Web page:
Informacion economica sobre Cuba
Mar. 28, 2005 | Social Science | Bothell and Tacoma
Economist finds that Cuba’s state-run baseball league doesn’t go to bat
for players

On the brink of a U.S. Major League season featuring a fresh crop of
Cuban stars who’ve forsaken their communist homeland, Cuba still touts
its state-run baseball system as a superior way to structure the game.

Cuba not only reigns as the world’s Olympic baseball champion, its
citizens enjoy superlative professional play at bargain prices in
ballparks largely free of commercial gimmicks and hype.

But an economist now weighs in with research showing that Cuba’s
government-run baseball system exploits its players, while offering its
fans less-even competition between teams than in the market-driven
United States.

“The organization of baseball in Cuba offers a stark contrast to that of
baseball in the U.S.,” said Katie Baird, an economist at the University
of Washington, Tacoma, and author of the new study on Cuban baseball.
“Cuba’s system makes a great case study of how organizing sports through
non-market rules has unintended consequences.”

According to Baird’s research, to be published in an upcoming edition of
the Journal of Sport and Social Issues, Cuba’s pro players — despite
their modest $15-a-month salaries — generate little profit for the
state. Except, that is, for the dozens of stars who have been allowed to
accept foreign contracts since the 1990s under a program to cut
defections. The Cuban state collects about 80 cents of every dollar they
make from their foreign teams.

“Exploitation means that someone other than the laborer receives the
value gained from work performed,” Baird said. “These foreign contracts
are a clear case of exploitation.”

Cuban fans griped so much about the exodus of baseball talent that
authorities clamped down on the overseas deals. But forcing players to
stay in Cuba, Baird said, exploits them in a different way — it
prevents them from making money in foreign baseball leagues that are
keen to hire Cuban talent.

“In this sense,” she said, “many Cuban players can be thought of as
exploited by their government.”

The clampdown on foreign contracts led, of course, to a new round of
defections, most recently that of outfielder Kendry Morales, whose
six-year deal with the Angels came with a $3 million signing bonus. So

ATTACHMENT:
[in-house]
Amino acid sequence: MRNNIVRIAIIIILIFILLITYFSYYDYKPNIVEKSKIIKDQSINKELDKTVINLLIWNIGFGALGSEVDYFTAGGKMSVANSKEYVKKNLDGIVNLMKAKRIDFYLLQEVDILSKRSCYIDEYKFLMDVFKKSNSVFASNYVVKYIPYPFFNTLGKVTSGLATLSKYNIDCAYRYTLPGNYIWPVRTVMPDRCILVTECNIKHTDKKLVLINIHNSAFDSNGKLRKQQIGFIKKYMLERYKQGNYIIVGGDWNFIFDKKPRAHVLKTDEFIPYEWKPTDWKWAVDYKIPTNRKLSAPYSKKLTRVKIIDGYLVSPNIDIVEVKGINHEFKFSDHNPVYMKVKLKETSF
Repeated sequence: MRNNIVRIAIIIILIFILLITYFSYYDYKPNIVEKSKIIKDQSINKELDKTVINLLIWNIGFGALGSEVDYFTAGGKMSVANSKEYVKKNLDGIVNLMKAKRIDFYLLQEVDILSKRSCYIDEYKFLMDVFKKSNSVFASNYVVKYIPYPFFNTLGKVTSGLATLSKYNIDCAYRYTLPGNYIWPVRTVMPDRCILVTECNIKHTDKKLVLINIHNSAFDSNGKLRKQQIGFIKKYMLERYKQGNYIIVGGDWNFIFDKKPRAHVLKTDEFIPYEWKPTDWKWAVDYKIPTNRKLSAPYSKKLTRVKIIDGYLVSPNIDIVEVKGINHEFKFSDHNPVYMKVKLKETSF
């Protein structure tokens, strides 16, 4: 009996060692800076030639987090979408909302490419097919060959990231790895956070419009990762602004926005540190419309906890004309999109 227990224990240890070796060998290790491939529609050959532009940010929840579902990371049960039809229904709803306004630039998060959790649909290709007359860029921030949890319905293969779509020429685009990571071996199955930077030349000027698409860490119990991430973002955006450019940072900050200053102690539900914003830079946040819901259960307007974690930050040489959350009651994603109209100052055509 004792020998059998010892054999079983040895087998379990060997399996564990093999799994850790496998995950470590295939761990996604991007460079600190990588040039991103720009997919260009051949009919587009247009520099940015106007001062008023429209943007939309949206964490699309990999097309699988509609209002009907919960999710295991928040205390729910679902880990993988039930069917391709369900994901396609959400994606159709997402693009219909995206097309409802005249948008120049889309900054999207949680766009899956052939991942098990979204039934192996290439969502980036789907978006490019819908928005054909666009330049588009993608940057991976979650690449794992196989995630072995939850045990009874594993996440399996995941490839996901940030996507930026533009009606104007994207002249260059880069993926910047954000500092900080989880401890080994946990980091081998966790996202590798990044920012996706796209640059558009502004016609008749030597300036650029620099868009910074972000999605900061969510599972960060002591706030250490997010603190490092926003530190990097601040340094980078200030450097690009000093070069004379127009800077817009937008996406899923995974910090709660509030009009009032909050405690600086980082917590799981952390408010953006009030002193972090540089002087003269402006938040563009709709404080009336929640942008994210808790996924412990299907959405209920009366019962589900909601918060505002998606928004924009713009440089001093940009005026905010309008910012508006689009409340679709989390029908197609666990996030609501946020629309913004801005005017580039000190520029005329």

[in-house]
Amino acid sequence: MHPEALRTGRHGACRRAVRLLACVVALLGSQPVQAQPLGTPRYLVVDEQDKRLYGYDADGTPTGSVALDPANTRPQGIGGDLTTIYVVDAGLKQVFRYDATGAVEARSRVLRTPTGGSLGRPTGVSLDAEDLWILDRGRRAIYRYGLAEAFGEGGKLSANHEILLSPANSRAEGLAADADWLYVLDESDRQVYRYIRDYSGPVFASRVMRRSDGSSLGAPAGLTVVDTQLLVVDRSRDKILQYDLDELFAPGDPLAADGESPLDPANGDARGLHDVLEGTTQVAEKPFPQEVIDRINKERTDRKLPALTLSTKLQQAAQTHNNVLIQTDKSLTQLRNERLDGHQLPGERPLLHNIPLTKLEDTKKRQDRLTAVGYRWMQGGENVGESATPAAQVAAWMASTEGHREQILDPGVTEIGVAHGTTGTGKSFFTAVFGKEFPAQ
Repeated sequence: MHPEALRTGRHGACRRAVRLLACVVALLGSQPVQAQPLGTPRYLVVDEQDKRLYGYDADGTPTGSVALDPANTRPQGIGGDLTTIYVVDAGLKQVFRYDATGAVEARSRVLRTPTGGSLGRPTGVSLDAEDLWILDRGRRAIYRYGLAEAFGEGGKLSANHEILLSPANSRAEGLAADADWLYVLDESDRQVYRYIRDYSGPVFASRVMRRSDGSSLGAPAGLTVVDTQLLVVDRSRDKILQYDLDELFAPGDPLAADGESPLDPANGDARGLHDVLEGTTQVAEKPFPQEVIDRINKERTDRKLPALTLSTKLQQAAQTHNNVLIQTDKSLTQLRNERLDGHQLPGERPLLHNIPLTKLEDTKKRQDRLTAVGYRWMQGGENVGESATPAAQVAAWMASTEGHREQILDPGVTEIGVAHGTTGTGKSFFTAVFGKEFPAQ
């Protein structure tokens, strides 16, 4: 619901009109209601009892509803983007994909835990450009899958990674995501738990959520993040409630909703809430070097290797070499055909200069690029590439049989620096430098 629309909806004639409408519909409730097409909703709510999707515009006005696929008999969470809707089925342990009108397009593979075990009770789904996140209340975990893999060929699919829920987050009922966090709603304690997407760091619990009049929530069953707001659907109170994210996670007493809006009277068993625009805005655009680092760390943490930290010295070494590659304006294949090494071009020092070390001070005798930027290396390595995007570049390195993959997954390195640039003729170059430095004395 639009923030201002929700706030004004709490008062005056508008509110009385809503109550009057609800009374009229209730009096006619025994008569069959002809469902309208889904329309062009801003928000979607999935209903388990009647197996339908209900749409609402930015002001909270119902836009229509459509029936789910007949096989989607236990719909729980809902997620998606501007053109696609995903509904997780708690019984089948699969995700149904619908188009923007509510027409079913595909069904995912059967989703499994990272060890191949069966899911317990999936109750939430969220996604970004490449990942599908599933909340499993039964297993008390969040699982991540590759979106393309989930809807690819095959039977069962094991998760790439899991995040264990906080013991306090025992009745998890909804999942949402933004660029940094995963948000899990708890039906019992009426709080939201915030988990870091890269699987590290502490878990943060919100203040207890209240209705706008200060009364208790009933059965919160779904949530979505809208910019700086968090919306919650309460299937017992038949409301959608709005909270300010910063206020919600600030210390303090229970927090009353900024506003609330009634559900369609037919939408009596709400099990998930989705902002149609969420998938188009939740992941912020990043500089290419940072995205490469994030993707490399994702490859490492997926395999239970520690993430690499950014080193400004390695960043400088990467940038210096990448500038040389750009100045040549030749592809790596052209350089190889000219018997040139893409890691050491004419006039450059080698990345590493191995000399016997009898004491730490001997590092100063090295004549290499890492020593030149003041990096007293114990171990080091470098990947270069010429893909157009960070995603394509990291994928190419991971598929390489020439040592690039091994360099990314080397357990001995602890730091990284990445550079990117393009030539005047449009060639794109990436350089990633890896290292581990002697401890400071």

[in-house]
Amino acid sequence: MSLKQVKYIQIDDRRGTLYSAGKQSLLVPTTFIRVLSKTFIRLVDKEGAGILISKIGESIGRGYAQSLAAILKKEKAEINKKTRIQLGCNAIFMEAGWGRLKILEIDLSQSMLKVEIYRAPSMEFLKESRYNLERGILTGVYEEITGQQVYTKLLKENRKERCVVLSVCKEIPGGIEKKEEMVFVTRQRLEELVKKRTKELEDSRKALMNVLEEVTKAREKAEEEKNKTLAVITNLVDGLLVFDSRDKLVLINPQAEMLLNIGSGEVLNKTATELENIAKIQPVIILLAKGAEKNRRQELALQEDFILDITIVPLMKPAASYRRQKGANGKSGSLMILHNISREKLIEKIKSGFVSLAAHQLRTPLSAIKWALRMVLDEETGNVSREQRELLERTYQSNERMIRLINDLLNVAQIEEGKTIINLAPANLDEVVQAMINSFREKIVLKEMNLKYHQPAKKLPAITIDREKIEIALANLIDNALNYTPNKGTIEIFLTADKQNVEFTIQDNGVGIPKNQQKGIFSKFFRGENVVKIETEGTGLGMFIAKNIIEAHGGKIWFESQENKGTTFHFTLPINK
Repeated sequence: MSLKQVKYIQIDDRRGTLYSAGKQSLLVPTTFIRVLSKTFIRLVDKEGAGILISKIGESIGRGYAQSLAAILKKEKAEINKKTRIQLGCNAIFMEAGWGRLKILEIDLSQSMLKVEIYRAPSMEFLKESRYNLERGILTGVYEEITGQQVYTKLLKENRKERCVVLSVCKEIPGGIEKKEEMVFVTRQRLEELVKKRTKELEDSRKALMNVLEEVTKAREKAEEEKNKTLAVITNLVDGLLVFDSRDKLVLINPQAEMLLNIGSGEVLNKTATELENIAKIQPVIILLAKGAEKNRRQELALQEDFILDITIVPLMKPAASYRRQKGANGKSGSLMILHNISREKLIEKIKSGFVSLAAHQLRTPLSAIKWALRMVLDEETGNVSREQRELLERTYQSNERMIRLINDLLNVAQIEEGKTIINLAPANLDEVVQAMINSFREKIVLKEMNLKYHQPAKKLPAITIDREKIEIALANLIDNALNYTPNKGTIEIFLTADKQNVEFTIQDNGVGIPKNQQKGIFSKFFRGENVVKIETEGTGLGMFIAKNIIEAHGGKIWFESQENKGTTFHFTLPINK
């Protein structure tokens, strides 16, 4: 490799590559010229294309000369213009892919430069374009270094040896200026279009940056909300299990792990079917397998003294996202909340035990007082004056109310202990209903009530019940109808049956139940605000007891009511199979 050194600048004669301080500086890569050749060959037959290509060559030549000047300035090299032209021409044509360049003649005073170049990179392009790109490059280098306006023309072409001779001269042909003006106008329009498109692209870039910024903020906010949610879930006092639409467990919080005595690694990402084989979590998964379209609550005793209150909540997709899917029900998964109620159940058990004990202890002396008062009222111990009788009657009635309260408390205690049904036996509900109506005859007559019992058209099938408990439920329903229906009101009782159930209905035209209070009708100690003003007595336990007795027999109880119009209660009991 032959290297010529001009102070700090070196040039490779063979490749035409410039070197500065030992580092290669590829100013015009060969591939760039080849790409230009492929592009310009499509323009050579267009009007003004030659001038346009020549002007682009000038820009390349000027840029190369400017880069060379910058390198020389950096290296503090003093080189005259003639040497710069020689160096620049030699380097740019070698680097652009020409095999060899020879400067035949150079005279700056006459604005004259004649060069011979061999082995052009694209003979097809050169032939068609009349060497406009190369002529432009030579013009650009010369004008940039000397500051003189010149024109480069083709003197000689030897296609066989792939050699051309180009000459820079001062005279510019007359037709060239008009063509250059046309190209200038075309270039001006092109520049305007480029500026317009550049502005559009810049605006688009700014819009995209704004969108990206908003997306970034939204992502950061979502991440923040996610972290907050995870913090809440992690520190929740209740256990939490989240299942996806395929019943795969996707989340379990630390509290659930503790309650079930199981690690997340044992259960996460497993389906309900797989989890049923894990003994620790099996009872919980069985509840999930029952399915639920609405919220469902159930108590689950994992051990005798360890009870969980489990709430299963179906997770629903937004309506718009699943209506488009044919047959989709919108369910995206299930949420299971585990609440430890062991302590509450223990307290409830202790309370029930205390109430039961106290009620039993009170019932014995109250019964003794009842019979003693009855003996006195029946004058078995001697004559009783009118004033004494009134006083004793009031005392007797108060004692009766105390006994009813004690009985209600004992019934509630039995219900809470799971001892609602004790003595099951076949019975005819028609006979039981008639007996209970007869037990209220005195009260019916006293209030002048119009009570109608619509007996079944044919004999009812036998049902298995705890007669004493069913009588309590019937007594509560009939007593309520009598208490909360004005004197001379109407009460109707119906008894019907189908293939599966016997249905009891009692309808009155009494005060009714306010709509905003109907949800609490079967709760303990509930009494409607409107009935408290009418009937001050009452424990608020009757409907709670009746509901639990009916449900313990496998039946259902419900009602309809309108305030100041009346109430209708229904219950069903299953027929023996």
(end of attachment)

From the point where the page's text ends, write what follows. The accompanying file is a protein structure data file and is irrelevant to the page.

Havana recently decided to allow foreign contracts again.

Capitalist baseball has its own checkered past of player exploitation
through rules that gave club owners near-total control, but that has
largely, but not completely, given way to an era of riches for the
players who make it to the top.

So fans of today may be more concerned with the degree of
competitiveness between teams — an area in which Baird’s research found
that Cuba comes up short.

Fans generally prefer an even distribution of talent. Despite complaints
about New York Yankees owner George Steinbrenner’s domineering deals,
Baird found that the Cuban League is less balanced than the National and
American leagues.

Over the last quarter-century, she found, the Cuban League teams were 22
percent less evenly balanced in their win-loss records than those in the
Major Leagues. In other words, cellar-dwellers were more likely to stay
on the bottom, and vice-versa.

To gauge competitiveness, Baird calculated the standard deviation — a
measure of spread — in team records. Each league’s “imbalance score”
was derived from the ratio of its actual record over an “ideal” standard
deviation that would be expected if all teams were evenly matched and
winning or losing was the equivalent of flipping a coin. Thus, a higher
ratio shows greater imbalance — wins are more concentrated in certain
teams. And so while another study shows that Major League Baseball’s
balance score averaged around 1.7 over the last quarter century, Baird
found Cuba’s indicator to be a less-balanced 2.08.

In both countries, teams’ ability to draw talent stems from their home
base. Cuban players are required to stay on their provincial team, so
clubs in areas with a larger population draw from a bigger talent pool.
In the Major Leagues, clubs in the biggest cities have more revenue
opportunities and usually get pricier players.

“In a market-driven league, talent goes to the team that is most willing
to pay for it, which is usually related to its fan base.” Baird said.
“In Cuba, it goes to the team that has a larger population. In both
cases, the result is imbalance among the teams in their ability to win

Balance in Cuban baseball did improve in the last decade, Baird found,
as top stars of the dominant Havana Industriales flocked to U.S. teams
— Rey Ord? to the New York Mets, Livan Hern?ez to the Florida Marlins
and Orlando Hern?ez to the Yankees.

“It may be,” Baird said, “that defections and ‘early retirements’ in
recent years have improved balance in the Cuban League — although I
doubt the typical Cuban baseball fan would find much consolation in this.”


For more information, contact Baird at (253) 692-5854 or

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